A Saratoga McDonald’s employee prepares to file a complaint of sexual harassment and retaliation – Mercury News

A former Saratoga McDonald’s employee files a discrimination complaint against McDonald’s Fridays, alleging sexual harassment and wrongful termination.

Kenya Chapas, 27, claimed she was touched inappropriately, made obscene comments on the job, and felt stalked while working at a fast food restaurant at 18578 Prospect Road.

“After participating in a sexual harassment investigation, McDonald’s retaliated against me by reducing my working hours and then ending my employment,” Chapas said in a draft complaint obtained by Mercury News.

Chapas claims the sexual harassment began in January when a male co-worker began offering to buy her and her children gifts, to give her money and buy her something nice for Valentine’s Day. He also allegedly touched her arms and asked to see her hands while working.

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“After being initially polite, I quickly told him to stop spending any money on me or my children. However, he insisted, and I started to feel very uncomfortable,” Chapas said in the draft complaint.

After she asked a co-worker to borrow some money, she found out that the alleged harasser had told her friend that he would give Chapas the money if she went to a hotel with him. He also followed her to the women’s bathroom, and Chapas said she felt like he was chasing her.

She reported the behavior to the shift manager in February, and several days later the local store management and human resources manager met her in the restaurant lobby to hear her side of the story.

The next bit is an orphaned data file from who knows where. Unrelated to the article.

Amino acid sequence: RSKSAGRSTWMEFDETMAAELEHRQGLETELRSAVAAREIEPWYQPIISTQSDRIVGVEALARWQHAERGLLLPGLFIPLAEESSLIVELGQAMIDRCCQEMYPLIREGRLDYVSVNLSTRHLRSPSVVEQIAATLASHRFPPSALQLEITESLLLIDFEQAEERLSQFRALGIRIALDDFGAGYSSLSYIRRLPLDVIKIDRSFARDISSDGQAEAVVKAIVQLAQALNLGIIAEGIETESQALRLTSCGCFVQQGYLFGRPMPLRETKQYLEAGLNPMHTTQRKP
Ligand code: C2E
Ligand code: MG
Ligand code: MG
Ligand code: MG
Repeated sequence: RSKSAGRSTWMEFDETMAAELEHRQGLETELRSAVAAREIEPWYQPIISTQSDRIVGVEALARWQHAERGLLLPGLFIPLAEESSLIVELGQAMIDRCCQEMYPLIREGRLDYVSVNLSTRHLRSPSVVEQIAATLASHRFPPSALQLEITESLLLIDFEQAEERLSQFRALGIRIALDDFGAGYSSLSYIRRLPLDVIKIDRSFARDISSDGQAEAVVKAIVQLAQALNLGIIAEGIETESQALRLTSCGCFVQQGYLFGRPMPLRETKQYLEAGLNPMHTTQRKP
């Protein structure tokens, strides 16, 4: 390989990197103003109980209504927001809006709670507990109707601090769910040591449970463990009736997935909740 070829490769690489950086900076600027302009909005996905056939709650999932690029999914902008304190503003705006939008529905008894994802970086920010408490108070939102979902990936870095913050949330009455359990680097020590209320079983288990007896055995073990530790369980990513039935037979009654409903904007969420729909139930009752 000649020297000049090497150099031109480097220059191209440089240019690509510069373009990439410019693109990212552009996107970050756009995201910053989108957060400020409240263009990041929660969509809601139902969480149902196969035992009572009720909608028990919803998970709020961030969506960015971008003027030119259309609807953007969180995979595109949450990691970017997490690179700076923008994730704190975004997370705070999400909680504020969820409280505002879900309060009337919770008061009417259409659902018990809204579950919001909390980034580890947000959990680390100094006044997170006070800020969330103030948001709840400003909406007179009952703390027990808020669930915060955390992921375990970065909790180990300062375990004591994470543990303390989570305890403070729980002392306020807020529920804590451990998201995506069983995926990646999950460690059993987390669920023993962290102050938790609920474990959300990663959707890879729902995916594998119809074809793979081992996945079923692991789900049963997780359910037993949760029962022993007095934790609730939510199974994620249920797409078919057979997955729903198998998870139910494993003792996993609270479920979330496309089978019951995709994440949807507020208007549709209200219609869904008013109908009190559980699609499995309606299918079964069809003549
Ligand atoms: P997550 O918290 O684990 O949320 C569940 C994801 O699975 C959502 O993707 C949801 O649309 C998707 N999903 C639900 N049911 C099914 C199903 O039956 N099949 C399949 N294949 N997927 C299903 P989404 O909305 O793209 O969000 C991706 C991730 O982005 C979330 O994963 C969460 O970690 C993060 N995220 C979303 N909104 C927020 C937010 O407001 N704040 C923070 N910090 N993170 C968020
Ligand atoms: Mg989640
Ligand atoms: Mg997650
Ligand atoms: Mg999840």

After she reported the harassment, Chapas said her hours are cut by at least one hour a day, and when she requested more hours, her request was denied.

Three weeks later, I took a week off after taking too long a 10-minute break. She was fired after she returned to work, and management cited her taking too long to rest as the reason for her termination.

About 30 members of the Struggle for 15, a global labor movement representing low-wage workers, organized a rally Thursday afternoon in support of Chapas. The group walked into the store with signs that read “Stop Sexual Harassment.”

This is not the first complaint on this site. Earlier this year, two employees filed complaints with the San Jose Labor Commission claiming they were not receiving paid sick leave. One of the employees was a breast cancer survivor who was diagnosed with liver cancer.

The news comes as fast food workers across the state are speaking out against sexual harassment and other systemic issues in the industry in support of the Rapid Recovery Act, or AB 257.

The measure would create a statewide fast-food sector council that would include workers, government and industry representatives to set minimum health, safety and employment standards across California.